Our first apartment in Ireland had a lovely Centra shop across the road, however it also had gangs of marauding teenagers roaming the streets, starting fights and generally being little bastards. Our second apartment had a nice, relaxing fountain outside and was in a gated community, ooooooh snazzy. And now we are in our third apartment, in a different country. Ok if I follow the parameters of our first two apartments, then we have a casino, a window shop and a garage across the road, practical? Sure, but relaxing? pleasant? Naaaaah.
So if we skew the figures a little, say we don’t mean directly across the road, maybe a few meters either side of that. Well then…..THEN……we have a freaking lake across from our apartment!! A beautiful flat calm oasis surrounded by apartments and hotels. It’s frozen over now, so much so that local kids have already marked out an area to play ice-hockey on. I’m not used to being able to walk on ice, as at home we’d never get a body of water to freeze over that much. So the other day when I was walking to the shops and saw these kids on the ice I couldn’t believe my eyes. Maybe it’s that scene from the Omen 2, where the guy falls through the ice and drowns that has me weary of it, but I don’t think i’ll be venturing onto that ice anytime soon.
There’s a small little pocket in the corner of the lake that isn’t frozen, this is due to the rather large congregation of swans and ducks that call it home. They all seem happy enough despite the cold and whenever you approach, they all get excited and come towards you. However as soon as they realise you don’t have bread, they lose interest and go about their business. If you can call faffing about in ice cold water, flapping your wings and bumping into other birds business that is.
Swans are hilarious. Sure there’s the image of them as beautiful, graceful creatures, silently gliding through the air, a picture of ethereal mystery. But sometimes they have to walk, and then said graceful illusion is shattered and they become this awkward hulking mess of feathers that clearly belongs in water or in the air, and not waddling about on the land. After my first visit to the lake before the snow I continued on through the rest of the park encompassing the lake, and on into the old town and all its prettiness. On my walk back home I noticed this chap below, out for a stroll on the footpath beside the lake. He must have recognised me as he tried to cross the road to say hello/berate me for not bringing bread. I looked on in horror as he walked onto the road. I was about to shoo him back towards the lake when I realised…..I don’t speak Czech. Yes I assume that all animals speak the language of their native environment……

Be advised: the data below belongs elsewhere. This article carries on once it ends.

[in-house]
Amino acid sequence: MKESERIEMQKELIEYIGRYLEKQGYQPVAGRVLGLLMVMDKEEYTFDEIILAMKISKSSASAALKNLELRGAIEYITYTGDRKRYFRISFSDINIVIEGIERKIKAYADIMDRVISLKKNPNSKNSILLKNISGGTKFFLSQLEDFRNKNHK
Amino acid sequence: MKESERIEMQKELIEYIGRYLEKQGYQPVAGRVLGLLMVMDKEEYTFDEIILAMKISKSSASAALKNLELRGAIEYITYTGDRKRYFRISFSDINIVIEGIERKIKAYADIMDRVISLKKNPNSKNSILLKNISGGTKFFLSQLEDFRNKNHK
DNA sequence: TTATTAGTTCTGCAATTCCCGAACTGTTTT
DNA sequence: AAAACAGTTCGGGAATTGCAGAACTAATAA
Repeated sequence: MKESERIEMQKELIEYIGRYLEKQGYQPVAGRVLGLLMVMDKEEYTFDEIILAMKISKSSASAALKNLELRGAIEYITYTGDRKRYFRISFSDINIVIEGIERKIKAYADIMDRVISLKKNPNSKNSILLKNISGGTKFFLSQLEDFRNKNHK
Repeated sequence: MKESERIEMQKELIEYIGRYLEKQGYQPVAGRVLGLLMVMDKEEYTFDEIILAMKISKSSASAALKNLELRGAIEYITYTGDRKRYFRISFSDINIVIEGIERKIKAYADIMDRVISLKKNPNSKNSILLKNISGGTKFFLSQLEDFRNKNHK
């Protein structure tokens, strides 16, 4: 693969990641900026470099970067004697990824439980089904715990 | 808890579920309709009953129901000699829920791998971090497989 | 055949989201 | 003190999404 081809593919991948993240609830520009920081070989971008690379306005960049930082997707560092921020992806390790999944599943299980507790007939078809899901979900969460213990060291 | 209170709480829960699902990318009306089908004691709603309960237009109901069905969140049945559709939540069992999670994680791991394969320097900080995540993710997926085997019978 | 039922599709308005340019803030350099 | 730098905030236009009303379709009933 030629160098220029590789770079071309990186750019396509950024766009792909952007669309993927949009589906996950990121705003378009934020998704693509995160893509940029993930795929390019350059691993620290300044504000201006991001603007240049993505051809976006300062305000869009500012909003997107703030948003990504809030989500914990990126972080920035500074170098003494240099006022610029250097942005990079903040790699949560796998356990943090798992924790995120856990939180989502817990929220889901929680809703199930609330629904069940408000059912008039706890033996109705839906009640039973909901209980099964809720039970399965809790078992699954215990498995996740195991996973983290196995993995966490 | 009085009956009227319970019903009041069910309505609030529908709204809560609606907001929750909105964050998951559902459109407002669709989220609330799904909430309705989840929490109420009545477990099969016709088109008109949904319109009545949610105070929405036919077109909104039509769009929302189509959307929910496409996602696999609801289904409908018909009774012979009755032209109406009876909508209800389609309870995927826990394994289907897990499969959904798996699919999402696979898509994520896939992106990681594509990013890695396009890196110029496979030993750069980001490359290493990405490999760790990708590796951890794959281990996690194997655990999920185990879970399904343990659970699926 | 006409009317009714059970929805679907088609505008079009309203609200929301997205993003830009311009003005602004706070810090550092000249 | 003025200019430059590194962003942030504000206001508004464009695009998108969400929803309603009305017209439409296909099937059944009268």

People walked on by, cars swirved to avoid him but kept on going. Nobody was concerned for this eejit. Before I could cross the four lanes of traffic, he realised his venture was too dangerous and promptly waddled back onto the footpath, where a concerned couple shooed him back towards the lake, they must have been locals and knew the swan shooing lingo.
It’s really nice to have swans here, as to me at least, it’s a reminder of home. Going to feed the swans in Malahide Estuary as kids, and then doing the same as adults in Father Collins Park, and now we have a new bunch of graceful, adventurous….absolute idiots to admire.The swans back home are no less adventurous however. In our local park back home they could often be seen flying around and between the air turbines. I remember once I was watching one of them swooping in towards the pond to make a landing, but it missed and flew straight into a walkway across the water. I shouldn’t have laughed, but I did. I think it reaffirms my earlier notion of swans losing their graceful dignity all too easily. Don’t worry the swan was fine, and tottered off back towards its friends, no doubt telling them something along the lines of “That railing appeared out of nowhere! Was it there last week?”
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